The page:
How writers hear their characters in their heads.
The magazine grew to be the largest circulation publication for black readers in South Africa, and expanded to include East and West African editions.
From cholera outbreaks to public health actions, war metaphors have long been used to describe diseases, to show what we fear and to explain our world to ourselves.
Public figures, authors, artists and journalists have long written about their experience of dying. But why do they do it? And what do we gain?
The group seemed to be doing all of the right things to diversify its ranks. It wasn’t enough.
African literary prizes are slowly becoming more relevant and richer, thanks to writers organising on the continent.
Images of wildfires are powerful, but can make climate catastrophe seem like something spectacular and distant. So some artists are focusing on the plants and bugs in our immediate surroundings.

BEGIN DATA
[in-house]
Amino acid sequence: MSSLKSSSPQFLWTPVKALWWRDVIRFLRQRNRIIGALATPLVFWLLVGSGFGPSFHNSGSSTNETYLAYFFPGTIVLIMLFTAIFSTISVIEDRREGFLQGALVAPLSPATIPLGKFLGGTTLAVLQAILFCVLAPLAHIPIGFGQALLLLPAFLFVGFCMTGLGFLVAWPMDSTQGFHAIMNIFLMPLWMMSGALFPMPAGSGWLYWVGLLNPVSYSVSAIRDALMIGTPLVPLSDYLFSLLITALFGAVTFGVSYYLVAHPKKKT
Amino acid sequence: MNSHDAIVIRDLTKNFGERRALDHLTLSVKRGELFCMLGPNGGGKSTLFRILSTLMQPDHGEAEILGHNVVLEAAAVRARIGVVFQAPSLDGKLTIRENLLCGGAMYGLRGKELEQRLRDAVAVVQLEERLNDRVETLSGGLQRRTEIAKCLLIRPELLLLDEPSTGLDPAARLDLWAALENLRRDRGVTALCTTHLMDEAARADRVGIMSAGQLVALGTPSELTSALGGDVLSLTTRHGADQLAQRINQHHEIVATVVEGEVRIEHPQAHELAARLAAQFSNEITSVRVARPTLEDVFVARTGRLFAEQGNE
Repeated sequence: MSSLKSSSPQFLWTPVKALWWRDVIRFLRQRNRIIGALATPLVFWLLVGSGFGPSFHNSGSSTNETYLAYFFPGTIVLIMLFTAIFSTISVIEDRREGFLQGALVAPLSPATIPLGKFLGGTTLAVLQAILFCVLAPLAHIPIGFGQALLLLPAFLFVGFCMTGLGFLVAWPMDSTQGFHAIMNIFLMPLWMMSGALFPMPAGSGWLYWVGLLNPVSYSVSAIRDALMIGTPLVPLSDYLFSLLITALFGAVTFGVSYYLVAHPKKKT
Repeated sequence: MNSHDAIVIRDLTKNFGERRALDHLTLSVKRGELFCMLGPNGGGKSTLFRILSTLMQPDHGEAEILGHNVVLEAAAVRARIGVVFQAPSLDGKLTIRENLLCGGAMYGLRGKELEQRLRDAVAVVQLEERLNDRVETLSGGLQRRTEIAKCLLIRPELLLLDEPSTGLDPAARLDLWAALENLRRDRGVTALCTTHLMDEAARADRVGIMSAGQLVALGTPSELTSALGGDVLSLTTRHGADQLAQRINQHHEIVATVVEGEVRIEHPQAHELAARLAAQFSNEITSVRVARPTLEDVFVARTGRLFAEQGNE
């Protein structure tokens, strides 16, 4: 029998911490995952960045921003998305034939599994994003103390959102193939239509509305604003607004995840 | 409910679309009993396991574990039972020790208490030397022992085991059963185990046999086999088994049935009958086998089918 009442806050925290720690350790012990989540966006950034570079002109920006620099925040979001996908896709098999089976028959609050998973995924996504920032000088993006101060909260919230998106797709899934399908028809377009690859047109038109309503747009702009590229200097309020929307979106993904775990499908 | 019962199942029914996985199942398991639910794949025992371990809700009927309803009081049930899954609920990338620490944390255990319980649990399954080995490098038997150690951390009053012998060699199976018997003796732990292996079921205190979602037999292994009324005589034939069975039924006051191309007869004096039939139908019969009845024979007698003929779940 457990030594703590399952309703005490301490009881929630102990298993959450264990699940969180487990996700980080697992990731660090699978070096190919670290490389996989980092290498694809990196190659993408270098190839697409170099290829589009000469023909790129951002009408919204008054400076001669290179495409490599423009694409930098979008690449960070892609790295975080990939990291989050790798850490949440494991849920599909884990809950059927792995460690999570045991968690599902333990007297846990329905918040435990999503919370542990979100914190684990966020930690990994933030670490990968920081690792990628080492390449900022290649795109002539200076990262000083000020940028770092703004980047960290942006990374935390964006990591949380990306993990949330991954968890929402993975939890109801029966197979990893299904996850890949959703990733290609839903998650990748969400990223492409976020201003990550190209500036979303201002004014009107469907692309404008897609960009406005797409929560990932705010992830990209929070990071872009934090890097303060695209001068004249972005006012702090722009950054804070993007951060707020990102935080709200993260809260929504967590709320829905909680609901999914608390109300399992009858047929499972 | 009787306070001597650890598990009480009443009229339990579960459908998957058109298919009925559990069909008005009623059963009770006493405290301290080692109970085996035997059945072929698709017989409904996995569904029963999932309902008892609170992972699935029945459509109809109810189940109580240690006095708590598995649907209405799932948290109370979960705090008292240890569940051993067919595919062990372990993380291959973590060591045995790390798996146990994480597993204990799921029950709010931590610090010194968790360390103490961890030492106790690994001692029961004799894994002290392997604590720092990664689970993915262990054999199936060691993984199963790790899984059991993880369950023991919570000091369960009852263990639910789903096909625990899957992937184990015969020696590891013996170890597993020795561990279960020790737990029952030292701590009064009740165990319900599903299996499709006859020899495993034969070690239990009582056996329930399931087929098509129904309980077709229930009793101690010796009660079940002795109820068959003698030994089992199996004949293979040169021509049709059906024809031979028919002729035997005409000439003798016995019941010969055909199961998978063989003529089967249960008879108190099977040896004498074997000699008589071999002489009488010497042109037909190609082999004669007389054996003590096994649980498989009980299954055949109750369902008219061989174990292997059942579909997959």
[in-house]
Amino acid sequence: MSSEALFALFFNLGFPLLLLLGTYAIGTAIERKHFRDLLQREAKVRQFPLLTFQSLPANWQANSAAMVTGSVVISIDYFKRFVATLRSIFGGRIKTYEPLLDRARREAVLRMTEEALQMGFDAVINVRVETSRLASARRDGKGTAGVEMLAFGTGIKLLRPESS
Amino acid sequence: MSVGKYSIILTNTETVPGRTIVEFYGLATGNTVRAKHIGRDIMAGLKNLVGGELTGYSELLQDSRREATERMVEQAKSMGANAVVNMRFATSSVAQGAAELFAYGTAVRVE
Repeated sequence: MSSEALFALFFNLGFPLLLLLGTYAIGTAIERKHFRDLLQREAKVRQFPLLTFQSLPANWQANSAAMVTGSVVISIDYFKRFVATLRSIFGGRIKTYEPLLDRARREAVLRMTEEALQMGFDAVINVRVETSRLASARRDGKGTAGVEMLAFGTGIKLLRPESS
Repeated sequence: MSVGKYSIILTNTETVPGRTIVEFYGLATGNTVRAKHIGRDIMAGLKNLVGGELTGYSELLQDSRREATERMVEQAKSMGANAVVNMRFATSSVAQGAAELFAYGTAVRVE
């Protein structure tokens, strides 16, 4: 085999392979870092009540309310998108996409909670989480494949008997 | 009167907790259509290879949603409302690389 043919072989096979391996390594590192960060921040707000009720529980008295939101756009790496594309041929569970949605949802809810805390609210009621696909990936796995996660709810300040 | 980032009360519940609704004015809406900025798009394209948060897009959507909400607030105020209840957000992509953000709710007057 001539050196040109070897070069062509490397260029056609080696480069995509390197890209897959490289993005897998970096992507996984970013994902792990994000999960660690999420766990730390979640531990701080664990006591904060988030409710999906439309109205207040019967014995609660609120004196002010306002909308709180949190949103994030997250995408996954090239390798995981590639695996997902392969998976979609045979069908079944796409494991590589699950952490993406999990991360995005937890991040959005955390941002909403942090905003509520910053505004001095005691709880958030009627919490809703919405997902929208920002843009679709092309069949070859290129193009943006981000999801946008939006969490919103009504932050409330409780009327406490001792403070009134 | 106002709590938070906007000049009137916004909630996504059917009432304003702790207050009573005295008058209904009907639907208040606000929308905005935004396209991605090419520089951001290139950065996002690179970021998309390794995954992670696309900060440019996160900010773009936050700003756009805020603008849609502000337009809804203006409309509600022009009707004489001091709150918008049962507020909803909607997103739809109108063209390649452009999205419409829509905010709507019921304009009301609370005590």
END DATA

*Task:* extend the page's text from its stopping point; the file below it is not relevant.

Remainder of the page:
There are growing calls for the Chinese-Australian writer Yang Hengjun to be freed after six months of detention and interrogation in China.
The book took eight years from conception to publication. In the earliest dummy, the monsters that millions have grown to love actually started out as horses.
There’s a reason many today have never heard of Norman Douglas: After his death, more and more came forward with stories of his sexual relationships with boys, and he soon faded into obscurity.
In the 1980s, Diane Torr was struggling as an office employee and moonlighting go-go dancer – until she read Angela Carter’s The Sadeian Woman.
New installation recreates the small world of this hugely influential, but largely unknown, Scottish poet.
During First World War, the rhetoric of chivalry counteracted the inhumanity of the conflict in sometimes surprising ways.
Few of them are getting rich off their books but the genre is making them more money than it used to.
Vladimir Nabokov merged writing and cinema, bringing the art forms together like no one before or since.
In their novels, Nathanael West and Bret Easton Ellis depict a world few want to admit exists, a place where ‘Unless you’re willing to do some pretty awful things, it’s hard getting a job.’
After learning of Ishiguro’s Nobel win, a literature professor recalls her 2006 interview with the writer in a London cafe.
Inuit poet, scholar and writer Norma Dunning shares her experiences of trying to get published in Canada.